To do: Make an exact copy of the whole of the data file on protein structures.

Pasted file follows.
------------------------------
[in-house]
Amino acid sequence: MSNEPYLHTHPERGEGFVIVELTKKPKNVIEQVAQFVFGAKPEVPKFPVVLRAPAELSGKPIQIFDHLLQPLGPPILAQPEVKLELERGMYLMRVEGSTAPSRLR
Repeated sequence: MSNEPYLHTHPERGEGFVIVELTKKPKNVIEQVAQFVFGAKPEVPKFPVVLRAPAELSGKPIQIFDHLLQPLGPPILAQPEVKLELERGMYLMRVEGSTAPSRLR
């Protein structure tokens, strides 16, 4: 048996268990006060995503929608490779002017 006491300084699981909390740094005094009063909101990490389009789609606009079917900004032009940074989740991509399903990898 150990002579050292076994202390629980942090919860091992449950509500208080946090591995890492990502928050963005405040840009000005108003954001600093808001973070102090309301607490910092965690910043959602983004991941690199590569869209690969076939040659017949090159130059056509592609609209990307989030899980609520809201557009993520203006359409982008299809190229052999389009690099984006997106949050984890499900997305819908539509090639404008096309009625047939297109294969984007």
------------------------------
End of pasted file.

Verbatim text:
[in-house]
Amino acid sequence: MSNEPYLHTHPERGEGFVIVELTKKPKNVIEQVAQFVFGAKPEVPKFPVVLRAPAELSGKPIQIFDHLLQPLGPPILAQPEVKLELERGMYLMRVEGSTAPSRLR
Repeated sequence: MSNEPYLHTHPERGEGFVIVELTKKPKNVIEQVAQFVFGAKPEVPKFPVVLRAPAELSGKPIQIFDHLLQPLGPPILAQPEVKLELERGMYLMRVEGSTAPSRLR
């Protein structure tokens, strides 16, 4: 048996268990006060995503929608490779002017 006491300084699981909390740094005094009063909101990490389009789609606009079917900004032009940074989740991509399903990898 150990002579050292076994202390629980942090919860091992449950509500208080946090591995890492990502928050963005405040840009000005108003954001600093808001973070102090309301607490910092965690910043959602983004991941690199590569869209690969076939040659017949090159130059056509592609609209990307989030899980609520809201557009993520203006359409982008299809190229052999389009690099984006997106949050984890499900997305819908539509090639404008096309009625047939297109294969984007």